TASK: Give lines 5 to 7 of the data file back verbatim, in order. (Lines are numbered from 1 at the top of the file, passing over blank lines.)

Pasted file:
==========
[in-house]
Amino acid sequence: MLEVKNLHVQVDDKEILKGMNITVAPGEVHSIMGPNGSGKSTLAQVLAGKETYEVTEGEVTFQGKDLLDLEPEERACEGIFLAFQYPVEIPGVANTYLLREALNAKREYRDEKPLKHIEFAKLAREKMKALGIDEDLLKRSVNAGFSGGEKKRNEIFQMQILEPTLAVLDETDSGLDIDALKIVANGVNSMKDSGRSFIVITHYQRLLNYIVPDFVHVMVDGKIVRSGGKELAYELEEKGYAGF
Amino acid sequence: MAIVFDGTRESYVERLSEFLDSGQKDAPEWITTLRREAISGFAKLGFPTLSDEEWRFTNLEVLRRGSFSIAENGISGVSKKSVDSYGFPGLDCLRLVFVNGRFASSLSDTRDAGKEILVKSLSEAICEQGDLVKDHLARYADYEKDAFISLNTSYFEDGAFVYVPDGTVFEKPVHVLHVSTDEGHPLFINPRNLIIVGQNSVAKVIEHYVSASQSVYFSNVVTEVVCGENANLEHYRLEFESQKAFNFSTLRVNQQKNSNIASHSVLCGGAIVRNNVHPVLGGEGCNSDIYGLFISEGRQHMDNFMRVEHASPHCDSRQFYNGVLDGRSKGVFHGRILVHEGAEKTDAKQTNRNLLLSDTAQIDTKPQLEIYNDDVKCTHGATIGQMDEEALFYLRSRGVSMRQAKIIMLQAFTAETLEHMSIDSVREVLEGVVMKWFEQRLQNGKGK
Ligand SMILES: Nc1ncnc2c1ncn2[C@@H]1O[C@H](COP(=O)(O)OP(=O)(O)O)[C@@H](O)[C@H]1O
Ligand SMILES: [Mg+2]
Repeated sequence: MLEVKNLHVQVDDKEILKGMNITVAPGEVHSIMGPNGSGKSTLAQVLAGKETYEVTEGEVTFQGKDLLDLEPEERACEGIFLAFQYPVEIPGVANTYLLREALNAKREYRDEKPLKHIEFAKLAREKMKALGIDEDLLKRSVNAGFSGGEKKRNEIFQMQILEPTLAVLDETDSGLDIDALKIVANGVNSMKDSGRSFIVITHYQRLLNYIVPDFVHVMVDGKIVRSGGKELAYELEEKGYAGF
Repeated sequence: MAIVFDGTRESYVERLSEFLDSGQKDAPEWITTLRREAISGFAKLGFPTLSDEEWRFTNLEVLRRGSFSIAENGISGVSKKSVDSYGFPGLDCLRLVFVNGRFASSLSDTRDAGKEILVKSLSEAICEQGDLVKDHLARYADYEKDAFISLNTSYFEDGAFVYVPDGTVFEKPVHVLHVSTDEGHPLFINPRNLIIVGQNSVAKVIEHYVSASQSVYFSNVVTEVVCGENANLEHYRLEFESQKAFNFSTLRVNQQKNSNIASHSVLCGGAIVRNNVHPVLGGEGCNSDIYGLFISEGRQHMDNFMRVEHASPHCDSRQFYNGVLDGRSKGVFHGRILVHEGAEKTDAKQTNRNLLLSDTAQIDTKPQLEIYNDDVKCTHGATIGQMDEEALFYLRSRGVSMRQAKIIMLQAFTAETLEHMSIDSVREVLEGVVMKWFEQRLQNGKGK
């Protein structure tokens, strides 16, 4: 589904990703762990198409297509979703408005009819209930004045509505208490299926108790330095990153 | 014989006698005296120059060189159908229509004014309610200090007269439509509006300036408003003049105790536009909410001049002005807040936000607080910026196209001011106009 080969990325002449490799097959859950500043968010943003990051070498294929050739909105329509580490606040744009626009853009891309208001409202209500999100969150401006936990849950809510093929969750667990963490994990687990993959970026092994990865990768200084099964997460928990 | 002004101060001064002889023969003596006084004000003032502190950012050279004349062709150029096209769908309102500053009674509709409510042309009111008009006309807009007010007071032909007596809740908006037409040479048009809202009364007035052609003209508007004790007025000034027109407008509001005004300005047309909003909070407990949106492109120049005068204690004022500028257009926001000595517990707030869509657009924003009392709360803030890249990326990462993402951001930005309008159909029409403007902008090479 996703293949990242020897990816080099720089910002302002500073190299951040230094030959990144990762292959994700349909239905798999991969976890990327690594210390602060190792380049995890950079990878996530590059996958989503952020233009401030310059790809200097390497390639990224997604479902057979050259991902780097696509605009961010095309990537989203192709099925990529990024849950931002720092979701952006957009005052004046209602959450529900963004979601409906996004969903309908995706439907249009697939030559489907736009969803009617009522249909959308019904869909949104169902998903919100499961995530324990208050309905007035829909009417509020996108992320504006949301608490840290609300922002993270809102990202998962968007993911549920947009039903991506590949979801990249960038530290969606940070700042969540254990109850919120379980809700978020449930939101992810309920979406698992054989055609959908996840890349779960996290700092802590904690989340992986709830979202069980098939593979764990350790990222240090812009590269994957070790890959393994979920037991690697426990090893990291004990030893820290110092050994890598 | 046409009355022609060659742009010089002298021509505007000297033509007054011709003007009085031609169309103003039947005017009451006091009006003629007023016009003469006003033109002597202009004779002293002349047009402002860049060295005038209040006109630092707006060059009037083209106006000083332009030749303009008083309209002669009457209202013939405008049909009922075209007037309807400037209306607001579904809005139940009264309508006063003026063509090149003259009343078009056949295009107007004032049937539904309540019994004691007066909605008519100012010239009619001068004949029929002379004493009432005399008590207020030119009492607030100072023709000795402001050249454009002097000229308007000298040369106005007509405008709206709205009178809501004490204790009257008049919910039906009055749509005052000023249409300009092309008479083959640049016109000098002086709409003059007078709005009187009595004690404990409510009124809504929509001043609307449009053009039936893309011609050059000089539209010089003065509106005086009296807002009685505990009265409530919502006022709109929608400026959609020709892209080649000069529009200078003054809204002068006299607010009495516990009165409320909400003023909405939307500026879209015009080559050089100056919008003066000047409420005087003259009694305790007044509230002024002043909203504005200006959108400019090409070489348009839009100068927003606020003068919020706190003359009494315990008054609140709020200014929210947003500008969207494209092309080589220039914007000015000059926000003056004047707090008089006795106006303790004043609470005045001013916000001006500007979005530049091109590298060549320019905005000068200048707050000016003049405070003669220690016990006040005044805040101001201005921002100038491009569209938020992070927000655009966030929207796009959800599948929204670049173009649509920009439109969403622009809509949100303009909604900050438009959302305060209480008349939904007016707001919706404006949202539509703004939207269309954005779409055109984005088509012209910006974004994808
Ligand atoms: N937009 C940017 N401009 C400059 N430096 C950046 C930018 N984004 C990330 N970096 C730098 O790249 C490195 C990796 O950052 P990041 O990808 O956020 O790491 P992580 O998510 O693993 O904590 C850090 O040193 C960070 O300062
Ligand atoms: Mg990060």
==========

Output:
Ligand SMILES: [Mg+2]
Repeated sequence: MLEVKNLHVQVDDKEILKGMNITVAPGEVHSIMGPNGSGKSTLAQVLAGKETYEVTEGEVTFQGKDLLDLEPEERACEGIFLAFQYPVEIPGVANTYLLREALNAKREYRDEKPLKHIEFAKLAREKMKALGIDEDLLKRSVNAGFSGGEKKRNEIFQMQILEPTLAVLDETDSGLDIDALKIVANGVNSMKDSGRSFIVITHYQRLLNYIVPDFVHVMVDGKIVRSGGKELAYELEEKGYAGF
Repeated sequence: MAIVFDGTRESYVERLSEFLDSGQKDAPEWITTLRREAISGFAKLGFPTLSDEEWRFTNLEVLRRGSFSIAENGISGVSKKSVDSYGFPGLDCLRLVFVNGRFASSLSDTRDAGKEILVKSLSEAICEQGDLVKDHLARYADYEKDAFISLNTSYFEDGAFVYVPDGTVFEKPVHVLHVSTDEGHPLFINPRNLIIVGQNSVAKVIEHYVSASQSVYFSNVVTEVVCGENANLEHYRLEFESQKAFNFSTLRVNQQKNSNIASHSVLCGGAIVRNNVHPVLGGEGCNSDIYGLFISEGRQHMDNFMRVEHASPHCDSRQFYNGVLDGRSKGVFHGRILVHEGAEKTDAKQTNRNLLLSDTAQIDTKPQLEIYNDDVKCTHGATIGQMDEEALFYLRSRGVSMRQAKIIMLQAFTAETLEHMSIDSVREVLEGVVMKWFEQRLQNGKGK